The End of Sleep

Peter Boysen

I wake up in the attic again today.
My home doesn’t have an attic, but
I still wake up there more often than not.
Most attics have Christmas trees
Extra luggage
Old photo albums
Grandpop’s old foot locker
Tennis rackets made mysteriously of wood (the head inside that
        odd trapezoid)

But this attic
Is more than a little different

There is one light bulb hanging from a long cord
That vanishes into the dark reaches above it
And comes on with a muffled ding
When you pull its string
Sending icicles of light into every corner of this
Cavern at the top of the house

The bed where I wake up is sometimes
The used Eurway bed where we drank from each other
Feasted each other
So many times
In this bed I could imagine that mighty trunk
Running down from one post
Into the Ithacan soil, down to the center of the earth.
But usually it’s just the short of end that sectional
Where she’d fall asleep
And I’d brood
Our dislocated bed
Twisted out of shape by our demands, by our deeds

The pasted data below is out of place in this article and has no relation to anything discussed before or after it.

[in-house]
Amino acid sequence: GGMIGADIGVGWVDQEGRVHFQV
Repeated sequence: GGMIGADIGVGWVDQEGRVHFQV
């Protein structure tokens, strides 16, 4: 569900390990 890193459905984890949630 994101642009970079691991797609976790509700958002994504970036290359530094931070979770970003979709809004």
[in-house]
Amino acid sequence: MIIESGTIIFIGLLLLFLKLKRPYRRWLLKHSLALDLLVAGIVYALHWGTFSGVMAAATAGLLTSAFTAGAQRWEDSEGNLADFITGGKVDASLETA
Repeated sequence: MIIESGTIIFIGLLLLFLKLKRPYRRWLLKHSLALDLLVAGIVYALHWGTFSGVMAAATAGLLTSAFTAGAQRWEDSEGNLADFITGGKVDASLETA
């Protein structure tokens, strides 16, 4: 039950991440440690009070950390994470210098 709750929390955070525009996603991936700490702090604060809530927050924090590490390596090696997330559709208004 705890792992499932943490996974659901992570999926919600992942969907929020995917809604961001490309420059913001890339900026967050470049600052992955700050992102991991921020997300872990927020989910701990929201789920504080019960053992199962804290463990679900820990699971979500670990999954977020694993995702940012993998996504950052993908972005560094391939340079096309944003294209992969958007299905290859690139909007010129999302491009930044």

I make myself crawl out of bed
Not wanting to see what I know will be there.
A hand that once held the back of my head
When we danced
When I’d just gotten a haircut
And our lips danced together
Lies there on the floor, fingers curled just like I remember
        them.

There’s a string coming out of the back of that hand
Like they used to put on the backs of dolls.
If I pull it, I hear her contagious laugh
That still echoes around my empty house

I walk toward the hand, but it divides into a thousand spiders
        that run,
Run as fast as they can toward the far wall
Which has secretly sprouted a door, open to admit them, now
        closing.
I move toward the door, but between the door and me appear
A matrix of cobwebs

I try to step toward that safe safe door
But the cobwebs become her hair,
Her arms,
Hands,
Sumptuous silky slinky sleepwear,
Fingers,

Then the door has gone, leaving the grayest of walls.
I walk to it, feeling for where the door might have gone
Then my phone buzzes
And it’s her
Wondering
When I’m going to
Just
Let
GO.

 

***

Peter Boysen has taught literature for the past twenty-three years and is the proud father of triplets. He was written professionally for fourteen years and is publishing his first poems.